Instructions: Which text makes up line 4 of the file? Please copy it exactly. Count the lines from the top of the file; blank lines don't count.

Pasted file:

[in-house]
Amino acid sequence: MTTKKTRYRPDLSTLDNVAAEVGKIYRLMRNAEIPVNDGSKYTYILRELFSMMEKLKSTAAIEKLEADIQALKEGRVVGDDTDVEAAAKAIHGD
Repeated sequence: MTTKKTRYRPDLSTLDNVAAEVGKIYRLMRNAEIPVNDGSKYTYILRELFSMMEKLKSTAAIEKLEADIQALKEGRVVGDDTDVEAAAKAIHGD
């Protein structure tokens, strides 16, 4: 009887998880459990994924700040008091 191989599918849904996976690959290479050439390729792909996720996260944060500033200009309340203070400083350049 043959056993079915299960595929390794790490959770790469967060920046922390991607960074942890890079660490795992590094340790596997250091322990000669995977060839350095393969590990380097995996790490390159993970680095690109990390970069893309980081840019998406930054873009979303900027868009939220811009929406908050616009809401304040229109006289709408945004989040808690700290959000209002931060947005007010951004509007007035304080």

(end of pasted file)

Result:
């Protein structure tokens, strides 16, 4: 009887998880459990994924700040008091 191989599918849904996976690959290479050439390729792909996720996260944060500033200009309340203070400083350049 043959056993079915299960595929390794790490959770790469967060920046922390991607960074942890890079660490795992590094340790596997250091322990000669995977060839350095393969590990380097995996790490390159993970680095690109990390970069893309980081840019998406930054873009979303900027868009939220811009929406908050616009809401304040229109006289709408945004989040808690700290959000209002931060947005007010951004509007007035304080």